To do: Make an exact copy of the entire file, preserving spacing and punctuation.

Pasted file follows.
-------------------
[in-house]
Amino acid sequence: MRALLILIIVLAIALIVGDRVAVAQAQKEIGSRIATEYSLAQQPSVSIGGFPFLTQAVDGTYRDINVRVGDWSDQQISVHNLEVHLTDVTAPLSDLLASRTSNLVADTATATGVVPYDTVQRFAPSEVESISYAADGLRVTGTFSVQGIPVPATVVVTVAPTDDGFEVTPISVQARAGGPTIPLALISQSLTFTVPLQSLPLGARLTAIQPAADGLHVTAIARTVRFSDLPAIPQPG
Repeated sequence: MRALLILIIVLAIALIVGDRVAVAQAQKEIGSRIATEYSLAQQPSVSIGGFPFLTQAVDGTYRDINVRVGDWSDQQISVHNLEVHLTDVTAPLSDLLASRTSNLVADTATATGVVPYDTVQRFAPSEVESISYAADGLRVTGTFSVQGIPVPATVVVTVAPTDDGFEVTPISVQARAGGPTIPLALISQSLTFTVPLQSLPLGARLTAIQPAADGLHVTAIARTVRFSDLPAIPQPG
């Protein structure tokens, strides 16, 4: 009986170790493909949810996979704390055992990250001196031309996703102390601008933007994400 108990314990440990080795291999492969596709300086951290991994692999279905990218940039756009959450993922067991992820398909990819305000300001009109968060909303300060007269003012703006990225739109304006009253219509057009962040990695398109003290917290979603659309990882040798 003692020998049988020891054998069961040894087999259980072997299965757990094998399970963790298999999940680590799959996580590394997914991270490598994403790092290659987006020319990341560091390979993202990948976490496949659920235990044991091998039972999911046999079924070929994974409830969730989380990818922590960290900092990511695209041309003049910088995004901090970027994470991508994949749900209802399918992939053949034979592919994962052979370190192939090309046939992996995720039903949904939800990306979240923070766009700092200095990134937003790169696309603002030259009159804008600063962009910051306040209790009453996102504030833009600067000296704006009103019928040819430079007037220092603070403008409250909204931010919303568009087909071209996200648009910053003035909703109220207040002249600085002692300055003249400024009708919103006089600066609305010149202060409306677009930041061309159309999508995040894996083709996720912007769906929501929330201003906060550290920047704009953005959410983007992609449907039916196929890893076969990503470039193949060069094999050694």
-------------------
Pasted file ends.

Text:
[in-house]
Amino acid sequence: MRALLILIIVLAIALIVGDRVAVAQAQKEIGSRIATEYSLAQQPSVSIGGFPFLTQAVDGTYRDINVRVGDWSDQQISVHNLEVHLTDVTAPLSDLLASRTSNLVADTATATGVVPYDTVQRFAPSEVESISYAADGLRVTGTFSVQGIPVPATVVVTVAPTDDGFEVTPISVQARAGGPTIPLALISQSLTFTVPLQSLPLGARLTAIQPAADGLHVTAIARTVRFSDLPAIPQPG
Repeated sequence: MRALLILIIVLAIALIVGDRVAVAQAQKEIGSRIATEYSLAQQPSVSIGGFPFLTQAVDGTYRDINVRVGDWSDQQISVHNLEVHLTDVTAPLSDLLASRTSNLVADTATATGVVPYDTVQRFAPSEVESISYAADGLRVTGTFSVQGIPVPATVVVTVAPTDDGFEVTPISVQARAGGPTIPLALISQSLTFTVPLQSLPLGARLTAIQPAADGLHVTAIARTVRFSDLPAIPQPG
């Protein structure tokens, strides 16, 4: 009986170790493909949810996979704390055992990250001196031309996703102390601008933007994400 108990314990440990080795291999492969596709300086951290991994692999279905990218940039756009959450993922067991992820398909990819305000300001009109968060909303300060007269003012703006990225739109304006009253219509057009962040990695398109003290917290979603659309990882040798 003692020998049988020891054998069961040894087999259980072997299965757990094998399970963790298999999940680590799959996580590394997914991270490598994403790092290659987006020319990341560091390979993202990948976490496949659920235990044991091998039972999911046999079924070929994974409830969730989380990818922590960290900092990511695209041309003049910088995004901090970027994470991508994949749900209802399918992939053949034979592919994962052979370190192939090309046939992996995720039903949904939800990306979240923070766009700092200095990134937003790169696309603002030259009159804008600063962009910051306040209790009453996102504030833009600067000296704006009103019928040819430079007037220092603070403008409250909204931010919303568009087909071209996200648009910053003035909703109220207040002249600085002692300055003249400024009708919103006089600066609305010149202060409306677009930041061309159309999508995040894996083709996720912007769906929501929330201003906060550290920047704009953005959410983007992609449907039916196929890893076969990503470039193949060069094999050694």